Conservation: Demand Response & EV Managed Charging

Perhaps the most popular and time-tested demand flexibility initiative, demand response is, as the name suggests, a direct and immediate response to community energy needs. A device control strategy, demand response utilizes distributed energy resource management systems (DERMS) to aggregate demand through concerted load-shifting efforts. For example, on hot, energy-intensive days, utility program managers may run a demand response program to minimize usage during peak periods of energy consumption. Similarly, EV managed charging initiatives apply a comparable approach by limiting EV charging to off-peak periods of usage to better conserve energy when it is the most expensive.

Reciprocal Charging

Another approach to mitigating the high costs of grid modernization is to deploy reciprocal charging tactics like V2G charging or battery programs. V2G charging is a bi-directional strategy that can pull otherwise ambient energy from stationary EVs, replenishing any energy used at off-peak hours. Battery programs mirror this by aggregating energy from various energy storage devices for use in the grid while allowing them to recharge at off-peak, cheaper hours.

Virtual Power Plants

Although not quite a non-wires alternative, virtual power plants have moved well beyond a buzzword to having a real-world application. Virtual power plants (VPPs) aggregate communally generated energy from solar, battery, and more to redistribute to the grid during peak periods of usage. Conversely, VPPs can serve as predictable demand control by applying this same concept of aggregation across a broader service territory for a larger pool of conserved energy that can be load-shifted accordingly. Virtual power plant technologies have already proven valuable as a grid modernization tool, including the current and ongoing project in Puerto Rico to develop a national virtual power plant in response to the increased occurrence of extreme weather events that have plagued the country in recent years.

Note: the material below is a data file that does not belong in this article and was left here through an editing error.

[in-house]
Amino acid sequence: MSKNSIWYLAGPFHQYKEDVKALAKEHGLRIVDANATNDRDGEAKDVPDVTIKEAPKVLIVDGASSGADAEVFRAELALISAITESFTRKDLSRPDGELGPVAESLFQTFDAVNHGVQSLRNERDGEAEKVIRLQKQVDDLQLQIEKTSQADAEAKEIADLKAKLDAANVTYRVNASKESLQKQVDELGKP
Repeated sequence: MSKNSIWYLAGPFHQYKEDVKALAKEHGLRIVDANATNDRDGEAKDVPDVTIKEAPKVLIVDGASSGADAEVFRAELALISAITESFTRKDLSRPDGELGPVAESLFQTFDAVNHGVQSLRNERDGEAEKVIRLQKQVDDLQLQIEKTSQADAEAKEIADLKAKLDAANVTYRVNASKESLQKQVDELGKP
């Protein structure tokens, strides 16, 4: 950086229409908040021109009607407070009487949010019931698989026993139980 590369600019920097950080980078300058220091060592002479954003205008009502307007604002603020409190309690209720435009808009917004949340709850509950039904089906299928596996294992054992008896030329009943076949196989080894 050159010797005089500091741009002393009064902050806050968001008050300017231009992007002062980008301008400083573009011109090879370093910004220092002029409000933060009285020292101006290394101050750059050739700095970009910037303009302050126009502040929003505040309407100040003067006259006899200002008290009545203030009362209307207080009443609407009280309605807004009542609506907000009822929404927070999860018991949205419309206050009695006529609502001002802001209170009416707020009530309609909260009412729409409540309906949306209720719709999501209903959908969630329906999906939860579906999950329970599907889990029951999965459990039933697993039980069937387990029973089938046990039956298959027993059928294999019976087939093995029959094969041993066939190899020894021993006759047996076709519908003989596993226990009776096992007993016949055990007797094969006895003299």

Grid Modernization Conclusion

The costs associated with grid modernization are high and only promise to get higher. Still, the cost of inaction is significantly higher for utilities, who may not be able to continue to meet community energy demand without the appropriate infrastructure upgrades. Fortunately, these costs can be spread out over time through the introduction and deployment of various demand flexibility initiatives designed to shift load to off-peak hours, decrease high energy costs, and increase grid resiliency.

This article was originally posted on September 24, 2019 with updates on January 12, 2024.

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About The Author
Jeff Quigley blog author

Jeff is the VP of Sales for Virtual Peaker. He has spent his entire career in energy and data analytics where he has led teams working with utilities, government agencies, oil and gas companies, and financial institutions to help drive growth strategy and manage energy transition. He has worked with a team of analysts in developing an integrated resource plan (IRP) for a major U.S. vertically integrated utility, with a focus on load forecasting, locational marginal pricing (LMP) prediction, and long-term grid reliability. He has also managed the development of marketing and growth strategy for one of the four largest global oil and gas firms with a focus on the long-term viability of the Asian market-entry strategy.